Bees

Also known as tracers, go-getters, or fish, bees are a type of aerial effect that upon bursting streak in random directions or seem to vibrate.

Close Proximity Effects

Special pyrotechnic devices designed and manufactured to produce little or no fallout. Close proximity effects can be utilized in areas where traditional Aerial Shells are too hazardous. For more detailed information, please refer to this section. Close proximity effects are differentiated from Stage Effects in that they typically project 75’-200’ in height and are designed to be used in large venues such as sports stadiums. Close proximity effects are designed to simulate standard aerial effects such as flower shells, mine shells, and comets.

Comets

As their name implies, Comets produce a long, streaming tail of sparks.

Crossettes

A type of aerial effect where the stars break into a palm tree effect and then surprises you by breaking again, crossing into intricate web-like patterns.

Display Candles

The professional version of Roman Candles, our display candles range in diameter from 1” up to 3” and produce multiple shots of various effects and colors.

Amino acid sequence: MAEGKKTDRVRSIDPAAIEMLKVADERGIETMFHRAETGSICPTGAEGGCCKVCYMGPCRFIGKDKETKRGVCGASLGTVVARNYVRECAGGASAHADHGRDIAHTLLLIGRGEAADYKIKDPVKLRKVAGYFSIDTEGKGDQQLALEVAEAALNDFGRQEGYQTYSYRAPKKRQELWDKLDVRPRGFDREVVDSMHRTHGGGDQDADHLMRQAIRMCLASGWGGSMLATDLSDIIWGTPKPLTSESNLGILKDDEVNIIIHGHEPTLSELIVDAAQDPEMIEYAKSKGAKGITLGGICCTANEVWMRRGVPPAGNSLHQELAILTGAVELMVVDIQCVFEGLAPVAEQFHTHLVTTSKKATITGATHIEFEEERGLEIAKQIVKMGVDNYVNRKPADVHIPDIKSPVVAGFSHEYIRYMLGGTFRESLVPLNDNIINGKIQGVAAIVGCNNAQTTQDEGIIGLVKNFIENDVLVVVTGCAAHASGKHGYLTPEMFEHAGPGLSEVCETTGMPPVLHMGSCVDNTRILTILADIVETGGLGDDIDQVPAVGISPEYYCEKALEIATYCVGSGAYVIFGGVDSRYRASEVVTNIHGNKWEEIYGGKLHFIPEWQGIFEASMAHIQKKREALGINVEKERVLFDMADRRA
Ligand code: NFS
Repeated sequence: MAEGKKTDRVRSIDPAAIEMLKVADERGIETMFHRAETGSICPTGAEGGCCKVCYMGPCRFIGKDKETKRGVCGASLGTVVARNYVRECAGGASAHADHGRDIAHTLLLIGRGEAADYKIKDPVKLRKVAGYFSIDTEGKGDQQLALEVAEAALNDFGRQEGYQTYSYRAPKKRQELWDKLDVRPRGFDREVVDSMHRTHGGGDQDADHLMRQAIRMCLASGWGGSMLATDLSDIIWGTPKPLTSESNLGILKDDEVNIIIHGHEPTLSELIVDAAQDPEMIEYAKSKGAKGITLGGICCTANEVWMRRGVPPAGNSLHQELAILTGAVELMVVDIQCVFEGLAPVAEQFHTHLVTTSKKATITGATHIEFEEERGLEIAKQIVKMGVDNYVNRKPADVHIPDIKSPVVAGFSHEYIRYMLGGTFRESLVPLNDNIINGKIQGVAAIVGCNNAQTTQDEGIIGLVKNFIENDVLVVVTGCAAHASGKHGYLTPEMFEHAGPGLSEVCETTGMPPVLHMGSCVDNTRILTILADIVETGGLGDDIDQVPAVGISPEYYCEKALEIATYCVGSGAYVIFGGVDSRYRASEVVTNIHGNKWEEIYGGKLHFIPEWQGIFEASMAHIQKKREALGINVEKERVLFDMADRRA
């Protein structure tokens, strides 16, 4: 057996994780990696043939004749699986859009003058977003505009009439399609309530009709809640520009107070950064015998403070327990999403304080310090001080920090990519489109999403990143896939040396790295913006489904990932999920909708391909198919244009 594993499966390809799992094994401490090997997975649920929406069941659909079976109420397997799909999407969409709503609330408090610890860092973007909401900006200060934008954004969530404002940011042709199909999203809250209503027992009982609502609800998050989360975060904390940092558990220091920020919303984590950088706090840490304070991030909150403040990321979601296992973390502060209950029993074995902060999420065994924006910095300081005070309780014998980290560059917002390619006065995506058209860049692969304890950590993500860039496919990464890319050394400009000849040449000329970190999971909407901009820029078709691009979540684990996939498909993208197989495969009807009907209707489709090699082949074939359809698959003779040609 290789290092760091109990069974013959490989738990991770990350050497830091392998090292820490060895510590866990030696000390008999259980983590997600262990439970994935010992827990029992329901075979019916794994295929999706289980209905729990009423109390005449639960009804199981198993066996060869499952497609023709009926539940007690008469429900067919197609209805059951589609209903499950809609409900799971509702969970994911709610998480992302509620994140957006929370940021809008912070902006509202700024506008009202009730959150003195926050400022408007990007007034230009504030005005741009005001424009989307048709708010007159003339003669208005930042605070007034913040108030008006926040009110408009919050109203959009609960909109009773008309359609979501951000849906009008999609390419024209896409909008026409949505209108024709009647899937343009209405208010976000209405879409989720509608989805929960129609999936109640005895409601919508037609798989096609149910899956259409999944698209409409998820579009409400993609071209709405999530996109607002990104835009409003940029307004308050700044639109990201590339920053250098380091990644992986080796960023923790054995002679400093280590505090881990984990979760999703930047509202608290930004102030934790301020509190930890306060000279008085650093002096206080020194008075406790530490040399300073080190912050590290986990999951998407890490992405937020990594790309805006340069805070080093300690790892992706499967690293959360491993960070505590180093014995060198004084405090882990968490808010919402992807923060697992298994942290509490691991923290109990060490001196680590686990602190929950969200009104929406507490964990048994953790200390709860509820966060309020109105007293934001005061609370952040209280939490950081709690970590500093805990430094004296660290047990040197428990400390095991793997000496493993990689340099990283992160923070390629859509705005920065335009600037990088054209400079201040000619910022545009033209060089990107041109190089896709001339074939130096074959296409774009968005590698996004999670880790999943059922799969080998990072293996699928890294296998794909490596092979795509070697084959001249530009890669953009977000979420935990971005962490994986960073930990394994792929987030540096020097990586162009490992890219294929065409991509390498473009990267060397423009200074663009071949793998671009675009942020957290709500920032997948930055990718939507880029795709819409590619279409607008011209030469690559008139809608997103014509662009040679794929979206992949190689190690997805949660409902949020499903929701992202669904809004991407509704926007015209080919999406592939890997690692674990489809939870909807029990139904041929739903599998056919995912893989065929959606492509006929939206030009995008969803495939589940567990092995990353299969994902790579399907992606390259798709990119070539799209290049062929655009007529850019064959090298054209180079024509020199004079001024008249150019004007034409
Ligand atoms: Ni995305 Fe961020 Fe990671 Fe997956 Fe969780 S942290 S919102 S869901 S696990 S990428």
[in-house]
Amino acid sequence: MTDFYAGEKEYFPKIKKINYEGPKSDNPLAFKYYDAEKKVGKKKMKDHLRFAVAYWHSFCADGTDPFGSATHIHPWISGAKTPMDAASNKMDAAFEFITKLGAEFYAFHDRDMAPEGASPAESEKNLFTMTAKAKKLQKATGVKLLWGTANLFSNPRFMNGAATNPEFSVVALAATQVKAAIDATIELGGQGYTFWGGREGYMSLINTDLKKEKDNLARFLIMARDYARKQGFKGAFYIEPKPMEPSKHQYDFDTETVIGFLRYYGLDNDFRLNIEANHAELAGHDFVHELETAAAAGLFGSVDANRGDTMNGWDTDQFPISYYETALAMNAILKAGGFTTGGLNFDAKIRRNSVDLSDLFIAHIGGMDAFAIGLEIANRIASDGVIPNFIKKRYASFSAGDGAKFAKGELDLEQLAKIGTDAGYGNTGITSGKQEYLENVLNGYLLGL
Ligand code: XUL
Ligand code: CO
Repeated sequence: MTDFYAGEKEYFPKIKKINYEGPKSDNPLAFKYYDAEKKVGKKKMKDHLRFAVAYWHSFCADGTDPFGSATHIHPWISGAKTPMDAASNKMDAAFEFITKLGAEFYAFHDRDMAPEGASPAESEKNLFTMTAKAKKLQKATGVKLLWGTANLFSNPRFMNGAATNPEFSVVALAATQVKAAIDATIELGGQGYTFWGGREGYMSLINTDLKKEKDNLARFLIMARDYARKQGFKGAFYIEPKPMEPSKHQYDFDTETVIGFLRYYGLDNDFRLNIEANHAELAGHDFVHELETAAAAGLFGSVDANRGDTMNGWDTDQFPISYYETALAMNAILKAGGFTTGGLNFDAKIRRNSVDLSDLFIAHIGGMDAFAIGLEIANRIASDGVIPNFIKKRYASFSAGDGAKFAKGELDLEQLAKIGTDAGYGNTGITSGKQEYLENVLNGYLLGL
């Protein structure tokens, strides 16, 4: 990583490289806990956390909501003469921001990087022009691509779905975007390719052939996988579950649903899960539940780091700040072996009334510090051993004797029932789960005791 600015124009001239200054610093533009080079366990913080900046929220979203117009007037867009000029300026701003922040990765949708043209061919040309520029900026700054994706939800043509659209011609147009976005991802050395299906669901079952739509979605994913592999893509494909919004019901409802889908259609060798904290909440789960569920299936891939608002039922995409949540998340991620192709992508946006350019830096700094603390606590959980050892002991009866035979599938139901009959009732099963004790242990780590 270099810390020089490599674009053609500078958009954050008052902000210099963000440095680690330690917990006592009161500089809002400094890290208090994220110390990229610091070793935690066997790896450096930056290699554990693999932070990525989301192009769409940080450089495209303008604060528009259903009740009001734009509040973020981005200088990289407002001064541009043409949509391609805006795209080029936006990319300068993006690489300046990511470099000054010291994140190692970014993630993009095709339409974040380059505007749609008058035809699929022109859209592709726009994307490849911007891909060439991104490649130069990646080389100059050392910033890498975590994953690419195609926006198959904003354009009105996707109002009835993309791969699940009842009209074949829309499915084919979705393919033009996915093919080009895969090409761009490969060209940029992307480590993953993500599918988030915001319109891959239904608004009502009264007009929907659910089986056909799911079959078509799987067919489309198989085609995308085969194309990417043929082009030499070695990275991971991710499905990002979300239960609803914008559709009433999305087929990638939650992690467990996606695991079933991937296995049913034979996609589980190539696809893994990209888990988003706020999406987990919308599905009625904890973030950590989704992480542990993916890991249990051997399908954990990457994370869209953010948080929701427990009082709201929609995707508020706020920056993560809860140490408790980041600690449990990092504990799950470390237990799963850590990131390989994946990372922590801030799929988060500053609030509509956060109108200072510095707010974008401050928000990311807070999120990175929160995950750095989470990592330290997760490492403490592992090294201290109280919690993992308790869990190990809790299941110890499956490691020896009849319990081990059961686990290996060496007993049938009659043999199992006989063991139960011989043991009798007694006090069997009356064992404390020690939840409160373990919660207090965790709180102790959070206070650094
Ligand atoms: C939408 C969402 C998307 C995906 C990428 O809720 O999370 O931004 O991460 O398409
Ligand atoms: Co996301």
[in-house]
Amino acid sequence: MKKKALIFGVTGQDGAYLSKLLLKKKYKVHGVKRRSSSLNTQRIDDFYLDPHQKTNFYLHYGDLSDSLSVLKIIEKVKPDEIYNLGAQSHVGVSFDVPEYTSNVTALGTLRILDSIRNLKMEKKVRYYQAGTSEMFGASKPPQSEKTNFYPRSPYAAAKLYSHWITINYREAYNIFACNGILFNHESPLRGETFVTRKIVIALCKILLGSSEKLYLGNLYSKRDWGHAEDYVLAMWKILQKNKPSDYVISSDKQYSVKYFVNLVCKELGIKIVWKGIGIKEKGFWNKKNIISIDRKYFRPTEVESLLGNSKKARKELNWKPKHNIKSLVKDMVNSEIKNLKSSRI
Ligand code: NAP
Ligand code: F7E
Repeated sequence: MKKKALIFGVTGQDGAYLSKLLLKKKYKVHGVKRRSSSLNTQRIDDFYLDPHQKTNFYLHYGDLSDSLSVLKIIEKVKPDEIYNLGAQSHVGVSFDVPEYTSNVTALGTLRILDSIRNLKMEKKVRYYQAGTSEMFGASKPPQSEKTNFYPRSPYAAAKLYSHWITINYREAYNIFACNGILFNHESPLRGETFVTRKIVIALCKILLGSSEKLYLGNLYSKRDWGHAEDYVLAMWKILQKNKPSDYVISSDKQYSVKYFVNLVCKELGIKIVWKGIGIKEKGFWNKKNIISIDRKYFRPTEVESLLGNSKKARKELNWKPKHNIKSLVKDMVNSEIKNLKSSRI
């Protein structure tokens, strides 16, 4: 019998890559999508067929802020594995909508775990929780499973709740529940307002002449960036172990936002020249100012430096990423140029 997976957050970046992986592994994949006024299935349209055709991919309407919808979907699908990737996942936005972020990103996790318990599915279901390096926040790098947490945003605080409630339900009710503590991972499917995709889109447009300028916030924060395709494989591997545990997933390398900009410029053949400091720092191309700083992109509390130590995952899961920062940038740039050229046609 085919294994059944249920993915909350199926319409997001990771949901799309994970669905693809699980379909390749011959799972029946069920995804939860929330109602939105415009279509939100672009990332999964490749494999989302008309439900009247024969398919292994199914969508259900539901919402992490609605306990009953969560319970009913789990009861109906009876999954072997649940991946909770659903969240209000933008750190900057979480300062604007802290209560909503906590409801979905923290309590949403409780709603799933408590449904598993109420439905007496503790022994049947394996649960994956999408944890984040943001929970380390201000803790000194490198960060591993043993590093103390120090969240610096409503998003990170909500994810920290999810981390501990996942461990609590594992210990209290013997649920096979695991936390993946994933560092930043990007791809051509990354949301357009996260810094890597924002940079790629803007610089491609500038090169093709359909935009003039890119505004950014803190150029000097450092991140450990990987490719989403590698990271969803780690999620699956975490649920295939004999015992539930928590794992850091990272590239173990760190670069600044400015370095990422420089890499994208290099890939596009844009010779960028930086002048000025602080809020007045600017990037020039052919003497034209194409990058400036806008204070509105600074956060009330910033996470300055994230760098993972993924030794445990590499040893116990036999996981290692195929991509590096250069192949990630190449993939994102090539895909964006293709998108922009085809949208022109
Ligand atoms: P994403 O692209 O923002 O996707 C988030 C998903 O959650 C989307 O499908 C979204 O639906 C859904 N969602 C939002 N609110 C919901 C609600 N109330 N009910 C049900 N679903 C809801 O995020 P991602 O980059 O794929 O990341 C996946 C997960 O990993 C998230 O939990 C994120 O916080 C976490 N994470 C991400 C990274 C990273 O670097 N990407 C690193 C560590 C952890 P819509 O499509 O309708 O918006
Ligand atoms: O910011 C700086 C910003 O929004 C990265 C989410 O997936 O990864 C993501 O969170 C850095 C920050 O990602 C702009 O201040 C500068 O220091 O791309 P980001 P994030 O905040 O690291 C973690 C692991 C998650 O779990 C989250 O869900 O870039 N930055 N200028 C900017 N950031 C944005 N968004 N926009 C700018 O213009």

Flower Shells

The most common type of aerial shell, the flower shell opens into a large, round symmetrical ball upon breaking. Commonly named after various types of flowers such as Chrysanthemums and Peonies, flowers are available in a great many color configurations.

Mine Shells

A type of aerial shell, the mines produce a “flower bouquet” effect, burning immediately from the ground up with a spray of glittering sparks.

Multi-Break Shells

Highly specialized aerial shells that, upon reaching their apex, break in a series of different effects either in succession or simultaneously.

Palm Trees

Aerial shells with a large comet tail (the “trunk “) and large, long-duration stars that deploy in a radial pattern (the “leaves”).